These Are the Best Ways to Improve Your Memory

All day every day, your brain is bombarded with new information. Confronted with this tsunami of sensory and cerebral input, it’s no wonder much of it slips through your memory’s grasp. But if you feel like you’re forgetting more than you should—or if you just want to pump up your retention and recall—there are some science-backed ways to improve your memory. Start with exercise. A recent study appearing in the Proceedings of the National Academy of Sciences found that just 10 minutes of light exercise was enough to increase patterns of brain activity associated with memory improvements. This adds to a big pile of evidence linking physical activity with improved memory and overall cognitive functioning. “Our research has shown that significant memory gains emerge when individuals engage in regular aerobic exercise for 50 minutes three times a week,” says Sandra Bond Chapman, a distinguished professor and director of the Center for Brain Health at the University of Texas at Dallas. Exercise improves cerebral blood flow—even after you’ve finished your workout—which aids memory as well as other brain functions, Chapman’s research shows. Adequate sleep is another necessary ingredient for a healthy mind and memory. But allowing your mind some free time to ponder new information also seems to be helpful. A small 2018 study found that when people were allowed to sit quietly and zone out for 10 minutes after looking a...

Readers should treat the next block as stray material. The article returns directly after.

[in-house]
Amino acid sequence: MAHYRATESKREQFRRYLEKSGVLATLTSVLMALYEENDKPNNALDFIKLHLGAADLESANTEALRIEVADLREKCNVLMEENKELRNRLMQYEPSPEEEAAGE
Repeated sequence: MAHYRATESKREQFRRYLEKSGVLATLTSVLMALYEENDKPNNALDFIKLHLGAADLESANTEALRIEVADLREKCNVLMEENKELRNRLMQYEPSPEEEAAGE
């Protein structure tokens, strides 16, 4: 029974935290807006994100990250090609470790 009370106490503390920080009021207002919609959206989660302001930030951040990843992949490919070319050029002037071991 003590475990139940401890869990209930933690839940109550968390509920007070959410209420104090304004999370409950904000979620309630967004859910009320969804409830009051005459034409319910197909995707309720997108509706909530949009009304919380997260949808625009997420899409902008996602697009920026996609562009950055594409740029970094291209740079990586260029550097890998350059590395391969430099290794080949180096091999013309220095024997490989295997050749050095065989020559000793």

Source: TIME: Health - Category: Consumer Health News Authors: Tags: Uncategorized Brain Source Type: news

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Ten years after diagnosis, could I finally dispense with chemical sleeping aids?
Source: NYT Health - Category: Consumer Health News Authors: Tags: Sleep Insomnia Ambien (Drug) Marijuana Cancer Melatonin (Hormone) Source Type: news
AbstractPurpose of ReviewDelirium is associated with high morbidity, mortality and healthcare costs, and longer inpatient hospital length of stays. The purpose of this review is to summarize the most recent evidence pertaining to the recognition, prevention, and management of delirium to help guide clinicians to make evidence-based decisions in patient care.Recent FindingsDelirium is best managed with a multicomponent strategy using standardized tools for early recognition, such as the Confusion Assessment Method (CAM), non-pharmacologic interventions including restoration of the natural sleep-wake cycle with environmental...
Source: Current Physical Medicine and Rehabilitation Reports - Category: Rehabilitation Source Type: research
This article discusses a general approach to peripheral nerve blocks in children, along with the benefits of a predominately ultrasound-based approach and the role of peripheral catheters.
Source: Anaesthesia and intensive care medicine - Category: Anesthesiology Source Type: research
According to the latest numbers, roughly 9 million Americans — 4% of U.S. adults — use prescription sleep aids, or medications that can help with insomnia and other sleep issues. And now, some of the most popular prescription sleep drugs must carry stronger safety warnings. In April, the Food and Drug Administration (FDA) mandated black-box warnings — which the agency uses to “call attention to serious or life-threatening risks” — on three sedative-hypnotic sleep aids: eszopiclone (often sold under the brand name Lunesta), zaleplon (Sonata) and zolpidem (Ambien). Hypnotic drugs, which ar...